The search for an effective way to prevent or treat infections with the AIDS virus has been a frustrating one for many scientists, but the search is now focused down to the molecular level. And a University of Cincinnati biochemist is helping to unlock the secrets of gp-120 -- a key protein in the infection process.
Pearl Tsang, associate professor of chemistry, and her colleagues focused in one portion of gp-120 which is just 15 amino acids in length along a section known as the "V3 loop."
"That specific region [the V3 loop] is critical to infection, because that's the part of the virus that binds to receptor proteins involved in infection of the host immune cells," said Tsang. "If we can understand how it interacts with the receptor on these immune cells, that would allow drug companies to design drugs to block that interaction."
The basic idea is simple. Prevent the AIDS virus HIV from getting inside the immune cells. Block the virus, and you prevent infection. A simple idea, but it's a very tough task for researchers like Tsang. "It's slow-going," said Tsang. "It's never been easy, because this is a difficult system to study. But it's important in finding out what kinds of therapy might work."
Tsang uses nuclear magnetic resonance (NMR) and other spectroscopic techniques to study the structure and binding characteristics of the V3 loop peptide. What she and her collaborators discovered was that no particular structure is adopted by this peptide.
"The V3 loop region of this protein appears to be structurally flexible. That's astounded a lot of people," said Tsang. "There's no single predominant structure."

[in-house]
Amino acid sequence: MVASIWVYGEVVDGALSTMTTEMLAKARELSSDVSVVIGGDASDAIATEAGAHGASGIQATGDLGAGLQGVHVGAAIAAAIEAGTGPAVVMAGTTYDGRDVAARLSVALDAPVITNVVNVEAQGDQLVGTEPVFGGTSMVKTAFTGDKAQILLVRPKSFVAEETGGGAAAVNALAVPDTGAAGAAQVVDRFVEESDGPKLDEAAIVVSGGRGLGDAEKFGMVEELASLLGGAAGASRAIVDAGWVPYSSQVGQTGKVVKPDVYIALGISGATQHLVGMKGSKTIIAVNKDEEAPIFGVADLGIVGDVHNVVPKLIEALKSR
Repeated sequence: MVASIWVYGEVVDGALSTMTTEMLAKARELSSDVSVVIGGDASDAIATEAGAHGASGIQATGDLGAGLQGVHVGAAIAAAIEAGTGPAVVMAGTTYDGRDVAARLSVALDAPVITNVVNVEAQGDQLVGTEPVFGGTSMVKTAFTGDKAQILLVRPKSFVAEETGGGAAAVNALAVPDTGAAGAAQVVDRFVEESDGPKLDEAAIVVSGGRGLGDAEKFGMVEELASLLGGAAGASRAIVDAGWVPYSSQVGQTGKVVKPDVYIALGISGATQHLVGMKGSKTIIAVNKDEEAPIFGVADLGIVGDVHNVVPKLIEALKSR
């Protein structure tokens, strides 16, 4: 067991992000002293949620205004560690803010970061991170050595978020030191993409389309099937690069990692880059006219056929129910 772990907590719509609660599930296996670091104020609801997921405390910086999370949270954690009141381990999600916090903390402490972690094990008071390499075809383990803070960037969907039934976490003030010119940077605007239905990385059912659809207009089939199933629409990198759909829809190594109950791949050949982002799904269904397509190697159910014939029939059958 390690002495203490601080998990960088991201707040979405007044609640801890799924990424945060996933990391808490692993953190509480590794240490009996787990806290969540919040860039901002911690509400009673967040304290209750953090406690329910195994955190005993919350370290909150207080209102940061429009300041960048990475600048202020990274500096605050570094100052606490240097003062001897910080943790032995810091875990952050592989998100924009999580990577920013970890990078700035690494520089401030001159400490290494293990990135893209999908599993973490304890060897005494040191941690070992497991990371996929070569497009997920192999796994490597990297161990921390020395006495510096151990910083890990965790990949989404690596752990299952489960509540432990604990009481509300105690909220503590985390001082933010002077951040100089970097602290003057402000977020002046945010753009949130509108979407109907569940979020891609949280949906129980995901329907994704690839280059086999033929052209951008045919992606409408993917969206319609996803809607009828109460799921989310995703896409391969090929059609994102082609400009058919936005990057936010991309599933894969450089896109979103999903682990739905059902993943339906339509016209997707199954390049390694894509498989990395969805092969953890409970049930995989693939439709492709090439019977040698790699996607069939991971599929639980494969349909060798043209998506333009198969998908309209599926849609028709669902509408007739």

That means that this region of the HIV gp120 protein can change its shape as needed to bind to its target receptor on the host cell. "It appears that it's important that this region be flexible."
In fact, when the researchers tried to lock the protein into a particular structure, that inhibited binding. "It's a surprising result," admitted Tsang. "But other groups using different methods are now beginning to see this as well."
The findings are significant in terms of drug design, because they rule out using the structure of the 15-peptide sequence as a logical target for anti-HIV drugs. "We have to look elsewhere," concluded Tsang. "You can't design something to attack this. Or, you need to look at post-binding stages binding after it (the V3 loop) reaches its final conformation."
Her findings were published recently in the Journal of Biological Chemistry (11/24/00). The co-authors were Gang Wu, a graduate student at UC; Roger MacKenzie at the Institute for Biological Sciences in Ottawa, Canada; and Paul Durda at Massachusetts General Hospital. The research was funded by the National Institutes of Health.
Program for Women Undergraduates Helps Research Effort
Tsang received some important help in her research from biochemistry undergraduate Fannie Papatoli last summer.
Papatoli was one of several UC undergraduates chosen for Research Experience for Women Undergraduates program sponsored by UC's Women in Science and Engineering (WISE) group. "It's an excellent program," said Tsang. "We get them to think about what they can do with a science degree. Mentoring women in science is an important issue, and I'm glad to take part."
Papatoli's project focused on optimizing the conditions for collecting the specific peptide that Tsang studies. That involves some very specialized procedures for protein synthesis, purification and analysis. "This program gave me the opportunity to see what being a scientist means," said Papatoli. "I had the chance to learn how to use the various equipment in the lab - chromatography and peptide synthesis equipment and get familiar with the lab work and techniques used. I was impressed with the organization of the research program, and I think that its continuation is of utmost importance for the benefit of forthcoming scientists."
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